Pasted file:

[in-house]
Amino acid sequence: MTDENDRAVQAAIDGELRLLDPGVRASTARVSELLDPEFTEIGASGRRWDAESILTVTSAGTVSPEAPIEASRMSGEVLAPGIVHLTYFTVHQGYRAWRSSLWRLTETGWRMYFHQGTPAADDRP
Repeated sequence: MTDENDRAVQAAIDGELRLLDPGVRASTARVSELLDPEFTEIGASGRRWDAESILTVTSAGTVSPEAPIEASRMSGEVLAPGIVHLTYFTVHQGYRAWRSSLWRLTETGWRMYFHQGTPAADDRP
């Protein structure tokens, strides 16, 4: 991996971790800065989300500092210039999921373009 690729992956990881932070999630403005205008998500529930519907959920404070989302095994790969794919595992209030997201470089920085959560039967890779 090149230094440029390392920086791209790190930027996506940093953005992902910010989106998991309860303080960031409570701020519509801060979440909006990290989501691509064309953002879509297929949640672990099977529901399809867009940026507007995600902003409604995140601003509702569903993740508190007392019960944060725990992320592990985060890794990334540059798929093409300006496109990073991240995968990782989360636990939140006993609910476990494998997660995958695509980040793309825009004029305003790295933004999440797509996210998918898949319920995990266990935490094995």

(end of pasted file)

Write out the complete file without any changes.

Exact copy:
[in-house]
Amino acid sequence: MTDENDRAVQAAIDGELRLLDPGVRASTARVSELLDPEFTEIGASGRRWDAESILTVTSAGTVSPEAPIEASRMSGEVLAPGIVHLTYFTVHQGYRAWRSSLWRLTETGWRMYFHQGTPAADDRP
Repeated sequence: MTDENDRAVQAAIDGELRLLDPGVRASTARVSELLDPEFTEIGASGRRWDAESILTVTSAGTVSPEAPIEASRMSGEVLAPGIVHLTYFTVHQGYRAWRSSLWRLTETGWRMYFHQGTPAADDRP
């Protein structure tokens, strides 16, 4: 991996971790800065989300500092210039999921373009 690729992956990881932070999630403005205008998500529930519907959920404070989302095994790969794919595992209030997201470089920085959560039967890779 090149230094440029390392920086791209790190930027996506940093953005992902910010989106998991309860303080960031409570701020519509801060979440909006990290989501691509064309953002879509297929949640672990099977529901399809867009940026507007995600902003409604995140601003509702569903993740508190007392019960944060725990992320592990985060890794990334540059798929093409300006496109990073991240995968990782989360636990939140006993609910476990494998997660995958695509980040793309825009004029305003790295933004999440797509996210998918898949319920995990266990935490094995």